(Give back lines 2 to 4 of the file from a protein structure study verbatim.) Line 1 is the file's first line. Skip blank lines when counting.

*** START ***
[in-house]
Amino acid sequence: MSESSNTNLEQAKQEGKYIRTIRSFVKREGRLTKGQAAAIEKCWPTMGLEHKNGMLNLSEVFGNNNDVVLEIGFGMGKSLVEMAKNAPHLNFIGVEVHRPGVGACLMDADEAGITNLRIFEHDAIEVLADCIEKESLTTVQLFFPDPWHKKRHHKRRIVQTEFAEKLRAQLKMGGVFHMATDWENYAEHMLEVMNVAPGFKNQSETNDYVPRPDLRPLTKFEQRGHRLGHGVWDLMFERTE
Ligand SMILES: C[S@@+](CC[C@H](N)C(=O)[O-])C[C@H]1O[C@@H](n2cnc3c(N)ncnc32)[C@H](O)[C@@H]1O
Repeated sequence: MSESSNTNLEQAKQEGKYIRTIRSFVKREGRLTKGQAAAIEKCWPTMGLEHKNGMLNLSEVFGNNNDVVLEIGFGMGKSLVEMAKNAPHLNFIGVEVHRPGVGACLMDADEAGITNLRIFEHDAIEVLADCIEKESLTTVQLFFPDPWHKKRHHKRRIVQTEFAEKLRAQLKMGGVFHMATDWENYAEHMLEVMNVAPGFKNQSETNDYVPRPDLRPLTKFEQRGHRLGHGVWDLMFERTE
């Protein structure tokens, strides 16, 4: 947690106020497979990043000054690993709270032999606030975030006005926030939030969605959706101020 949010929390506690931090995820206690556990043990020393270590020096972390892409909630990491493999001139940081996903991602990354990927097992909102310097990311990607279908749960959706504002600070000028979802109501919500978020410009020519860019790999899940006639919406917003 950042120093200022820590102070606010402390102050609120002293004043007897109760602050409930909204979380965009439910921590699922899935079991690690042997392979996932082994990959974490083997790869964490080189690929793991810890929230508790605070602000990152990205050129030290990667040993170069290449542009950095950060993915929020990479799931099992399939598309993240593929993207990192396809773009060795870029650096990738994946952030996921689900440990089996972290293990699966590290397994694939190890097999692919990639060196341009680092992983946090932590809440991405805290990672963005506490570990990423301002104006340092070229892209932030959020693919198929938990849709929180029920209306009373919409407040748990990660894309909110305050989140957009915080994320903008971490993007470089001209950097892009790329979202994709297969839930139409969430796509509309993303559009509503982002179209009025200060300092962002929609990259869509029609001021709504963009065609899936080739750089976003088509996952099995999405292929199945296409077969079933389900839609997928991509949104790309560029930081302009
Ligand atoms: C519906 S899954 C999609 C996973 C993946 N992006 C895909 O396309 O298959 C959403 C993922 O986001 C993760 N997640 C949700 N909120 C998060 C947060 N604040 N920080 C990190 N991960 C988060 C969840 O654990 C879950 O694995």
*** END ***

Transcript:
Amino acid sequence: MSESSNTNLEQAKQEGKYIRTIRSFVKREGRLTKGQAAAIEKCWPTMGLEHKNGMLNLSEVFGNNNDVVLEIGFGMGKSLVEMAKNAPHLNFIGVEVHRPGVGACLMDADEAGITNLRIFEHDAIEVLADCIEKESLTTVQLFFPDPWHKKRHHKRRIVQTEFAEKLRAQLKMGGVFHMATDWENYAEHMLEVMNVAPGFKNQSETNDYVPRPDLRPLTKFEQRGHRLGHGVWDLMFERTE
Ligand SMILES: C[S@@+](CC[C@H](N)C(=O)[O-])C[C@H]1O[C@@H](n2cnc3c(N)ncnc32)[C@H](O)[C@@H]1O
Repeated sequence: MSESSNTNLEQAKQEGKYIRTIRSFVKREGRLTKGQAAAIEKCWPTMGLEHKNGMLNLSEVFGNNNDVVLEIGFGMGKSLVEMAKNAPHLNFIGVEVHRPGVGACLMDADEAGITNLRIFEHDAIEVLADCIEKESLTTVQLFFPDPWHKKRHHKRRIVQTEFAEKLRAQLKMGGVFHMATDWENYAEHMLEVMNVAPGFKNQSETNDYVPRPDLRPLTKFEQRGHRLGHGVWDLMFERTE